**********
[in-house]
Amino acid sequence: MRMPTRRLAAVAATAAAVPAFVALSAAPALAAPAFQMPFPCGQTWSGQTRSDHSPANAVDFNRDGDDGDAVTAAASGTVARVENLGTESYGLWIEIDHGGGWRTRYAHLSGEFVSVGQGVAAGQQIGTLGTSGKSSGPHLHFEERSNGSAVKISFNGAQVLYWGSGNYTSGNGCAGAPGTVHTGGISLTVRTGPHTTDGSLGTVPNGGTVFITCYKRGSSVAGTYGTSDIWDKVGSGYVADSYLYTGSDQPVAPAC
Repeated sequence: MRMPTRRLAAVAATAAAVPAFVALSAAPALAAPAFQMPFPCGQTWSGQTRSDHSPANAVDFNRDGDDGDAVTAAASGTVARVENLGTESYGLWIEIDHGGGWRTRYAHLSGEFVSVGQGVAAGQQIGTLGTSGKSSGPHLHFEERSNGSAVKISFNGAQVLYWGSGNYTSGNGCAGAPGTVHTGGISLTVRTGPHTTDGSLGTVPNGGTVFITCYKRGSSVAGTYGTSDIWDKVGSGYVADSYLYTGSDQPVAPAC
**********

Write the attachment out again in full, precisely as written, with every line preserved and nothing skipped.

[in-house]
Amino acid sequence: MRMPTRRLAAVAATAAAVPAFVALSAAPALAAPAFQMPFPCGQTWSGQTRSDHSPANAVDFNRDGDDGDAVTAAASGTVARVENLGTESYGLWIEIDHGGGWRTRYAHLSGEFVSVGQGVAAGQQIGTLGTSGKSSGPHLHFEERSNGSAVKISFNGAQVLYWGSGNYTSGNGCAGAPGTVHTGGISLTVRTGPHTTDGSLGTVPNGGTVFITCYKRGSSVAGTYGTSDIWDKVGSGYVADSYLYTGSDQPVAPAC
Repeated sequence: MRMPTRRLAAVAATAAAVPAFVALSAAPALAAPAFQMPFPCGQTWSGQTRSDHSPANAVDFNRDGDDGDAVTAAASGTVARVENLGTESYGLWIEIDHGGGWRTRYAHLSGEFVSVGQGVAAGQQIGTLGTSGKSSGPHLHFEERSNGSAVKISFNGAQVLYWGSGNYTSGNGCAGAPGTVHTGGISLTVRTGPHTTDGSLGTVPNGGTVFITCYKRGSSVAGTYGTSDIWDKVGSGYVADSYLYTGSDQPVAPAC